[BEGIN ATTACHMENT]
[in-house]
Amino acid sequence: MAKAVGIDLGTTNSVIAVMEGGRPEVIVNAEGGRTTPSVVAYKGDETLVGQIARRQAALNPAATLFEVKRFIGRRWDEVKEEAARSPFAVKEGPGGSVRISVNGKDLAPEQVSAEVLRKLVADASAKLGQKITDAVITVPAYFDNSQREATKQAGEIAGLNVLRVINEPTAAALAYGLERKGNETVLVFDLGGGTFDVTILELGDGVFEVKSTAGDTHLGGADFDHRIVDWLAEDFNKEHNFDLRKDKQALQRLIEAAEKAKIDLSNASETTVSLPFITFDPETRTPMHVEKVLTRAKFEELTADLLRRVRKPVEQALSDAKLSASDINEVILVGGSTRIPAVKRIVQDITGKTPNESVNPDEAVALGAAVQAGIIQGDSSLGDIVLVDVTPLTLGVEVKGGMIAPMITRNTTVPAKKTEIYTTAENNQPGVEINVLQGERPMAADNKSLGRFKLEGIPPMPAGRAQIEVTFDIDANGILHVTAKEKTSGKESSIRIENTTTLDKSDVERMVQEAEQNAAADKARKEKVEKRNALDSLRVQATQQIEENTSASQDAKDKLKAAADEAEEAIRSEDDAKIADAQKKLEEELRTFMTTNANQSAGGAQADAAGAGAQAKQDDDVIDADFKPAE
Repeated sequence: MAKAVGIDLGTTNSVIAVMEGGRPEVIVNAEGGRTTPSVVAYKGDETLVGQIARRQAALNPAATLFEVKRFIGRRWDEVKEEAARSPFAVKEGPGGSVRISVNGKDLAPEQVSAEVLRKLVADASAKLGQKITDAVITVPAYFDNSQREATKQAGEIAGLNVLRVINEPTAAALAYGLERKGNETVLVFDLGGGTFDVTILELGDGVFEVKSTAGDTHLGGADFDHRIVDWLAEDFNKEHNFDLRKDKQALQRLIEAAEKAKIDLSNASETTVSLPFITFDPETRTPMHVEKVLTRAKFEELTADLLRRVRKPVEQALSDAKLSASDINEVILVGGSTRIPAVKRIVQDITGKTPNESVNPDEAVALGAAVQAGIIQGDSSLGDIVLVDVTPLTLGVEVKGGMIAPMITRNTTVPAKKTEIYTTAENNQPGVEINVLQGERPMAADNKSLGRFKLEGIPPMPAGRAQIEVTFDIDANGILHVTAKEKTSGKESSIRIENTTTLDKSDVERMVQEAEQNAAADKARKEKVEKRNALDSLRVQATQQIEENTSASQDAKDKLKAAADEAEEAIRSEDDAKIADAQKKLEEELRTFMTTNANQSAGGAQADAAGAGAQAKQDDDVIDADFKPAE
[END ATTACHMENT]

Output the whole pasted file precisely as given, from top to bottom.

[in-house]
Amino acid sequence: MAKAVGIDLGTTNSVIAVMEGGRPEVIVNAEGGRTTPSVVAYKGDETLVGQIARRQAALNPAATLFEVKRFIGRRWDEVKEEAARSPFAVKEGPGGSVRISVNGKDLAPEQVSAEVLRKLVADASAKLGQKITDAVITVPAYFDNSQREATKQAGEIAGLNVLRVINEPTAAALAYGLERKGNETVLVFDLGGGTFDVTILELGDGVFEVKSTAGDTHLGGADFDHRIVDWLAEDFNKEHNFDLRKDKQALQRLIEAAEKAKIDLSNASETTVSLPFITFDPETRTPMHVEKVLTRAKFEELTADLLRRVRKPVEQALSDAKLSASDINEVILVGGSTRIPAVKRIVQDITGKTPNESVNPDEAVALGAAVQAGIIQGDSSLGDIVLVDVTPLTLGVEVKGGMIAPMITRNTTVPAKKTEIYTTAENNQPGVEINVLQGERPMAADNKSLGRFKLEGIPPMPAGRAQIEVTFDIDANGILHVTAKEKTSGKESSIRIENTTTLDKSDVERMVQEAEQNAAADKARKEKVEKRNALDSLRVQATQQIEENTSASQDAKDKLKAAADEAEEAIRSEDDAKIADAQKKLEEELRTFMTTNANQSAGGAQADAAGAGAQAKQDDDVIDADFKPAE
Repeated sequence: MAKAVGIDLGTTNSVIAVMEGGRPEVIVNAEGGRTTPSVVAYKGDETLVGQIARRQAALNPAATLFEVKRFIGRRWDEVKEEAARSPFAVKEGPGGSVRISVNGKDLAPEQVSAEVLRKLVADASAKLGQKITDAVITVPAYFDNSQREATKQAGEIAGLNVLRVINEPTAAALAYGLERKGNETVLVFDLGGGTFDVTILELGDGVFEVKSTAGDTHLGGADFDHRIVDWLAEDFNKEHNFDLRKDKQALQRLIEAAEKAKIDLSNASETTVSLPFITFDPETRTPMHVEKVLTRAKFEELTADLLRRVRKPVEQALSDAKLSASDINEVILVGGSTRIPAVKRIVQDITGKTPNESVNPDEAVALGAAVQAGIIQGDSSLGDIVLVDVTPLTLGVEVKGGMIAPMITRNTTVPAKKTEIYTTAENNQPGVEINVLQGERPMAADNKSLGRFKLEGIPPMPAGRAQIEVTFDIDANGILHVTAKEKTSGKESSIRIENTTTLDKSDVERMVQEAEQNAAADKARKEKVEKRNALDSLRVQATQQIEENTSASQDAKDKLKAAADEAEEAIRSEDDAKIADAQKKLEEELRTFMTTNANQSAGGAQADAAGAGAQAKQDDDVIDADFKPAE